coffee mug photo by mirranda from stock.xchng“Don’t know why you bother.”

The woman had an accent, a soft southern thing that most people probably found comforting. Nancy took her hand out from under her father’s hand, arranged his fingers back in place, and patted him gently before she stood up.

“Some of them, it’s like the body is there but the soul’s already gone.”

Nancy didn’t bother to reply. Alzheimer’s could strike at anytime, but it had taken her father when he was still young. In high school she’d barely noticed when Dad forgot things or needed directions, now, just ten years later he barely spoke. She missed him. Sometimes holding his hand and remembering the things he had said made her feel better. That was why she bothered.

“Tommy asked me marry him,” she whispered to the man on the bed. “It’s not the way I thought it would be, but I’m going to be a bride. I just wish you could walk me down the aisle.”

She gave him a quick kiss and headed home. She had a lot to do, but she’d wanted her Dad to be the first to know.


The smell of coffee called her out of a deep sleep. For a second she was sixteen again, ready to take her driver’s test. Dad made coffee. Then her memories shifted forward, she was going to her first day at work, fueled with a cup of coffee the way Dad made it. Then back again, to her college graduation, how much her head had hurt with the hangover, how Dad had left the coffee by the side of her bed. She finally came fully awake and realized that today wasn’t one of those super important days. Except that maybe it was, since this was the first morning she’d woken up engaged. Her smile turned into a frown as her feet hit the floor. She really did smell coffee.

Down the hall she brushed it away. The visit to the nursing home made her think about Dad, which made her think about coffee which made her-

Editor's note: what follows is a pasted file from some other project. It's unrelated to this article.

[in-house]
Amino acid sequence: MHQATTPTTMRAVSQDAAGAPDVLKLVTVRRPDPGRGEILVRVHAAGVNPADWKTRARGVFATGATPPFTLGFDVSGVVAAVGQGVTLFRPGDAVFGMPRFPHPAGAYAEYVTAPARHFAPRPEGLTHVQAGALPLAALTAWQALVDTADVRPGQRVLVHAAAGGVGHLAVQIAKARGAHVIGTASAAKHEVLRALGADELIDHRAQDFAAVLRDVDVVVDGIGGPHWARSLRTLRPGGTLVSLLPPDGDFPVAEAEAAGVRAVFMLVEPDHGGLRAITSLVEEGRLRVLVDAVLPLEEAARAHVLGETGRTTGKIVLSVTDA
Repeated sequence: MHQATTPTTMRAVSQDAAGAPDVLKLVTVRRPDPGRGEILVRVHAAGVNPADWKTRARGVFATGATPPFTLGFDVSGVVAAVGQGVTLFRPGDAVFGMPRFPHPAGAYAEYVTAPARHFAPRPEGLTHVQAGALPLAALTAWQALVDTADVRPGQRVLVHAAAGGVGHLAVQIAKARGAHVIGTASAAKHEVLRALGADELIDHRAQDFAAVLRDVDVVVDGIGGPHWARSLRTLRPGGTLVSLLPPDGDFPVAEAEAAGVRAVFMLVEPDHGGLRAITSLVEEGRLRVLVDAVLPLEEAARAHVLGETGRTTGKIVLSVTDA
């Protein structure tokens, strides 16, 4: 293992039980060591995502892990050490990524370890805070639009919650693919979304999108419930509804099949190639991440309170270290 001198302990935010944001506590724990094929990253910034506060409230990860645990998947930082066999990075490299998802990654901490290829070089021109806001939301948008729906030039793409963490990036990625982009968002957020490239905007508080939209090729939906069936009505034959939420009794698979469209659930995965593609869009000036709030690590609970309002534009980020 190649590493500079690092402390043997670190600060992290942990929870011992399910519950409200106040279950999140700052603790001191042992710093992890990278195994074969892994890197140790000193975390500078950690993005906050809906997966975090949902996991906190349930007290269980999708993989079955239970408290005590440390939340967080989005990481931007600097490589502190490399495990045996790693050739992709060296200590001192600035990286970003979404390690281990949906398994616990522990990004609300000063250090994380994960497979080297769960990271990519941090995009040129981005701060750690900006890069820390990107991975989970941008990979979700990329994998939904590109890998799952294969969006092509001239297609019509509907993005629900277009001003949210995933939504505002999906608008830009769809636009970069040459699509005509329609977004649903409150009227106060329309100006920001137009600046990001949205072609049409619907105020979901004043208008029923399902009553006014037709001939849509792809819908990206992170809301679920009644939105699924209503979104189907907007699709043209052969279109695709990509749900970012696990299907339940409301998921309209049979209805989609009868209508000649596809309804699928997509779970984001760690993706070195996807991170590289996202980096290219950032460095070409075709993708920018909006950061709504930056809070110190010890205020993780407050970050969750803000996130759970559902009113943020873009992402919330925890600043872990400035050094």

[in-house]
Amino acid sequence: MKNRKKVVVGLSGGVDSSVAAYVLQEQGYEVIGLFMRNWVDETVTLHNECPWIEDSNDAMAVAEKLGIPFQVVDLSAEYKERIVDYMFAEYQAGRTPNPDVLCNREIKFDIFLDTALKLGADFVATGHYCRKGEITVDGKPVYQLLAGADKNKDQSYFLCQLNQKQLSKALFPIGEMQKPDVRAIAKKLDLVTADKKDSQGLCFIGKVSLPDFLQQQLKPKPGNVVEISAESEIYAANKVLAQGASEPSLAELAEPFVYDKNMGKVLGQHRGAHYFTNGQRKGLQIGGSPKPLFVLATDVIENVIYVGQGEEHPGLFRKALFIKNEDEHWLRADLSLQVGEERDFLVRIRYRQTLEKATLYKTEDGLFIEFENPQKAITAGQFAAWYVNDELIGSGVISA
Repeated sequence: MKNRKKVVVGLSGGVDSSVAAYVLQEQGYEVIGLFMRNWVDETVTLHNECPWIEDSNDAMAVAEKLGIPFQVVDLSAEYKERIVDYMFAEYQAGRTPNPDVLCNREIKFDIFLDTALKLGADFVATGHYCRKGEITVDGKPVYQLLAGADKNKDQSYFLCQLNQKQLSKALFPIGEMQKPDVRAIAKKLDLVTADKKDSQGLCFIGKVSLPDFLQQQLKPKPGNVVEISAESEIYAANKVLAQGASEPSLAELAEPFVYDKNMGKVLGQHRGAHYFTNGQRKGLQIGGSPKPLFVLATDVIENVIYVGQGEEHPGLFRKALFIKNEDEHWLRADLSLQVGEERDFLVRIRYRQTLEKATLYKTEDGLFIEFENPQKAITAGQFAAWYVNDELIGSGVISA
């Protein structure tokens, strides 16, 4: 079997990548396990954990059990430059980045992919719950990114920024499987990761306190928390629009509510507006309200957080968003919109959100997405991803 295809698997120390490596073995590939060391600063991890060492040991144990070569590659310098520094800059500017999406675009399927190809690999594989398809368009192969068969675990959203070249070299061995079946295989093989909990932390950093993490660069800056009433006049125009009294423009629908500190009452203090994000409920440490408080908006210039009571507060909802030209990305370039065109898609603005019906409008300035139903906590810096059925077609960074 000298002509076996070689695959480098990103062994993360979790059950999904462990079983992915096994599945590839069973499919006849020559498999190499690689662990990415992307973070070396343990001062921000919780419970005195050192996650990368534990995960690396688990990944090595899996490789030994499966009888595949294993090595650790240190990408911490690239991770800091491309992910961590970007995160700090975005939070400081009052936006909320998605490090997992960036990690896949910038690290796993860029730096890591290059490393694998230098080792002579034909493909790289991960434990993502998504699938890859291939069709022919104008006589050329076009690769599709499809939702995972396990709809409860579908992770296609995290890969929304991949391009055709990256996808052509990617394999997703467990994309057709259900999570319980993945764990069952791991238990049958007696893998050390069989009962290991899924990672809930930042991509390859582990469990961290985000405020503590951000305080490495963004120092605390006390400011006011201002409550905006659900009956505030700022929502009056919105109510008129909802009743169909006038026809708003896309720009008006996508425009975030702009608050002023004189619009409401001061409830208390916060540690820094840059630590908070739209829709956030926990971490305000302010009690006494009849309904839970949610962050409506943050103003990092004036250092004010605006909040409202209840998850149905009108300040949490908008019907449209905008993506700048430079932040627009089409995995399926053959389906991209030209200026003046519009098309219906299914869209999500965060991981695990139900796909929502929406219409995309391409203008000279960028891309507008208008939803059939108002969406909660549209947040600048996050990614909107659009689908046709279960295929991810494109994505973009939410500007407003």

She stopped in the kitchen watching the old coffee pot sputter to a finish.

“Good morning sweetheart.”


It didn’t make a second’s worth of sense, but there was her father, looking healthy and hale in a plaid shirt and worn blue jeans.

“You kept my coffee pot.”

“It still works and, uh…” she looked at him sitting at the small breakfast table as if it was the most natural thing in the world.

“Why don’t I get that for you?” He stood up with a grace he hadn’t had for years and took the empty coffee cup from her hand. She couldn’t think of what to say, how to tell him this was just unnatural, which question to ask first. “I’ve been thinking about what you said, about Tommy.” He added one sugar to the cup, then one tablespoon of creamer. “You know I always want what’s best for you, and if you’re happy I’m happy but…”

It was so Dad, to let his voice trail off like that, so normal. “But?”

“I want you to have the kind of love your mother and I had before she died. I know you’re alone a lot and it’s easy to want someone there for you but…”

He passed her the mug and she took her first sip, waiting for him to finish.

“But for heaven’s sake Nancy, if you want companionship get a dog. Don’t marry this man just because he asked. You’re worth  more than that.”